"We were four young lads who left Belfast at the drop of a hat and by an act of faith met a guy from Scotland who offered to take us to Germany.
"When we came back from that tour we were about 18 and we were all from working class families and were told to get a proper job. I joined the showbands and Van was determined to do his own thing in music.
"He had great talent and even though he was always just one of the boys, you just knew that Van had something different and amazing inside him."
Music continues to be George's first love but at home, close to the shores of Strangford Lough, he can be found more often than not in his new studio, painting a sunset or a beautiful landscape.
He and Hilary are also members of First Bangor Presbyterian Church, where George has formed a band which now plays at the Sunday service.
He says: "I became a Christian about five or six years ago and it guides me in my life and has given me great peace.
"My wife and I are both Christians and we were very much influenced by our daughter, who lives next door and has been a Christian all her life."
He has also rediscovered a forgotten talent for art. He explains: "My sister, who is like a second mum to me, and has also been a Christian all of her life, handed me an envelope about four years ago and said she had kept it for over 50 years.
"Inside were drawings and sketches I had done when I was 14. That started me painting again and it was like somebody giving me a message of what I should do. I love it and find it really relaxing.
"People do buy my paintings, although I don't ask much money for them and I do the odd commission. It has given me another string to my bow and I get great satisfaction from it."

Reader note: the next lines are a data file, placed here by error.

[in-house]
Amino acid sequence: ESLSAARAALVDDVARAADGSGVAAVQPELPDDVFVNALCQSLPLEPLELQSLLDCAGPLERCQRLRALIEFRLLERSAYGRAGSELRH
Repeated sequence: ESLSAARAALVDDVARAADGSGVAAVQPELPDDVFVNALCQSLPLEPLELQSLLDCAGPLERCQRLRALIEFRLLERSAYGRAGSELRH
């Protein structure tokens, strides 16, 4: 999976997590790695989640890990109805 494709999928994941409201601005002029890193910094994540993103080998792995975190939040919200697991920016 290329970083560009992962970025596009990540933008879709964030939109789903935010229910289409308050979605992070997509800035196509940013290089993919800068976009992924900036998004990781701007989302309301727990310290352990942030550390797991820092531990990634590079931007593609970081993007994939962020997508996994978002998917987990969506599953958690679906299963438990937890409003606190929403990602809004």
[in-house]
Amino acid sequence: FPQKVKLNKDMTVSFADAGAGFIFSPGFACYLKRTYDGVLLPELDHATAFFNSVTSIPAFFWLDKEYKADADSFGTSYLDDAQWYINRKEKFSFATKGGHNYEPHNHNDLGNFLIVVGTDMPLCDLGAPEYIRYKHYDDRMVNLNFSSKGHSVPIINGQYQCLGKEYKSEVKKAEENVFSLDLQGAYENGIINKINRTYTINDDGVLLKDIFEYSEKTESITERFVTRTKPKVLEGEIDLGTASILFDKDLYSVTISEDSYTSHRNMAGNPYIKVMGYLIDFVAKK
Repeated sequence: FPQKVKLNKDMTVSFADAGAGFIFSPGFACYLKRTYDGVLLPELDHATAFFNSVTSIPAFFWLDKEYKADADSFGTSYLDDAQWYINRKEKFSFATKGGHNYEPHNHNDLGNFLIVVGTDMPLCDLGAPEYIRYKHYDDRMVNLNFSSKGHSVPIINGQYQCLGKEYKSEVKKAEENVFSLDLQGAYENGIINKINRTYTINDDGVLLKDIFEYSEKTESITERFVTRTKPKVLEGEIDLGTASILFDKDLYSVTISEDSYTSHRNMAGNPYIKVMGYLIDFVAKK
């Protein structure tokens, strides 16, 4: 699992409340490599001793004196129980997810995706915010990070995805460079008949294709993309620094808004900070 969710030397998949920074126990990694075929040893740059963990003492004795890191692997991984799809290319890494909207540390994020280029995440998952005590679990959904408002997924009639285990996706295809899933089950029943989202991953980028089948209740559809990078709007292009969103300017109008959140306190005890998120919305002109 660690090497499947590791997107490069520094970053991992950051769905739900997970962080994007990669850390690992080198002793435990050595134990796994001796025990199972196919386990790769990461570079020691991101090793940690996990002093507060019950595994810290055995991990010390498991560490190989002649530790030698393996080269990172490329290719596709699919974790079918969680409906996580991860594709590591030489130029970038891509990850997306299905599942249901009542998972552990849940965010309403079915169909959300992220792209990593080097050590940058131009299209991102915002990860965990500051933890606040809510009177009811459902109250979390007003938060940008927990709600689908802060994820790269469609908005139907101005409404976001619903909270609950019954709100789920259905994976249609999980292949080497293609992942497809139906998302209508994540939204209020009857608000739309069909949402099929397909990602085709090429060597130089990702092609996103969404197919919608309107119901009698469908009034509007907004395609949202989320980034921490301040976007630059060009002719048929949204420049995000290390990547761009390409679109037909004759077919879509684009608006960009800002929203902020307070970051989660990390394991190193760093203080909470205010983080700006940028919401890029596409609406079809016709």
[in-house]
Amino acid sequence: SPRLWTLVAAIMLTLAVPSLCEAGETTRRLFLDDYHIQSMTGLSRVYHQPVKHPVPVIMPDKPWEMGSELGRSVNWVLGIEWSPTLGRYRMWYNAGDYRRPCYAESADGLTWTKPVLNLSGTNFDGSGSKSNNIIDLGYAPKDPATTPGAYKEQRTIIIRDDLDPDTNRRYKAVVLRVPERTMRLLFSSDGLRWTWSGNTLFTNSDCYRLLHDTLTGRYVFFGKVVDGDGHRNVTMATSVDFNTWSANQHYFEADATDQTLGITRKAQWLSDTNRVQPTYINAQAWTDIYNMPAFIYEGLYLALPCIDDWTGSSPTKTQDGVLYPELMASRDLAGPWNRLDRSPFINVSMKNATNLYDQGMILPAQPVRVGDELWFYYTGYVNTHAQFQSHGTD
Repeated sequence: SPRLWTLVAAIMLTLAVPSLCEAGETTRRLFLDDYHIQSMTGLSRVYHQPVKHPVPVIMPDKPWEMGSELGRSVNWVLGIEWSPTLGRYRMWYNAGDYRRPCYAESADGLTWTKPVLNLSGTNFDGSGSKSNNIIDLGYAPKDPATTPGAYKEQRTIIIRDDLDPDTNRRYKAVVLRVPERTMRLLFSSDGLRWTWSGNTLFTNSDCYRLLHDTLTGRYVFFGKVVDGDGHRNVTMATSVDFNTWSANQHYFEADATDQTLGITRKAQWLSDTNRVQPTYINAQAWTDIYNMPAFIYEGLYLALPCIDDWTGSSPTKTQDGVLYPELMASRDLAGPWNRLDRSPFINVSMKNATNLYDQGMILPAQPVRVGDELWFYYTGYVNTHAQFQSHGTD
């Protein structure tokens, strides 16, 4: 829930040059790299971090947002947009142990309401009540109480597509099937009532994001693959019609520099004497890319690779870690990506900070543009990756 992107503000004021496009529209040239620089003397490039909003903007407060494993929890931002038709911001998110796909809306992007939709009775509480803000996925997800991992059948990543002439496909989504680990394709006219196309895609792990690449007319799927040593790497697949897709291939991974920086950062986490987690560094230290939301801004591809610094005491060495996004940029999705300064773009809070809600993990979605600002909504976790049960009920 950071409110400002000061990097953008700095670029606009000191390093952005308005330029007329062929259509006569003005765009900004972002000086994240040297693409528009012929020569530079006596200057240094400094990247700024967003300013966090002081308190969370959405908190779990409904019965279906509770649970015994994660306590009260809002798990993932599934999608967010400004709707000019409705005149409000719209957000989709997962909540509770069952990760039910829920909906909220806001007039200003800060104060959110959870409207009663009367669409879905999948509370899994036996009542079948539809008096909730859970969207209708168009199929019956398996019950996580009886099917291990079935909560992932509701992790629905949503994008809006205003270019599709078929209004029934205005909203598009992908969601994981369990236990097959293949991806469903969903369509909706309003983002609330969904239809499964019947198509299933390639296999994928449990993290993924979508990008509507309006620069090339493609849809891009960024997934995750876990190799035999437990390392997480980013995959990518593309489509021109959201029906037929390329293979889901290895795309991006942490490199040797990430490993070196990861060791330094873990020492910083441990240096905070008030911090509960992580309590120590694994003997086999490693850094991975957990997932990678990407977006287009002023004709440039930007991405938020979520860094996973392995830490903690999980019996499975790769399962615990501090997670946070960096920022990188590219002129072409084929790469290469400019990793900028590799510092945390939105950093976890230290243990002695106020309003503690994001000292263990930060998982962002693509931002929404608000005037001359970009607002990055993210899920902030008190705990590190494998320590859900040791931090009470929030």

George has been thrilled to use his artistic talent to help raise funds for his wife's riding school.
He is proud of what Hilary is achieving with her riding school and takes great pleasure from seeing the joy in the children she teaches.
Music follows him wherever he goes, even on holiday.
George is a keen skier and has been visiting the Austrian villages of Birgitz and Gotzens every year for over 30 years.
He brought showband music to the villages during his visits performing as The Irish Band and is now so highly regarded in the area that he has been made an honorary citizen.
Unable to stop making music wherever he goes, he is now preparing to start touring with his new musical in December.
He adds: "It is a lively mix of music from the Fifties and Sixties, covering everything from ballads to rock and roll.
"Everyone is on stage throughout and I play the part of an agent who discovers these people who turn out to be great stars.
"We are playing all the principle theatres throughout Northern Ireland and touring down south and hopefully in Scotland as well.
"Someone once said to me 'if you are a born entertainer then you will always be one' and music always has and still does give me a great buzz."
For details of the dates for the musical, visit www.goh.co.uk and local theatre websites and for appearances of Clubsound go to www.davidhullpromotions.com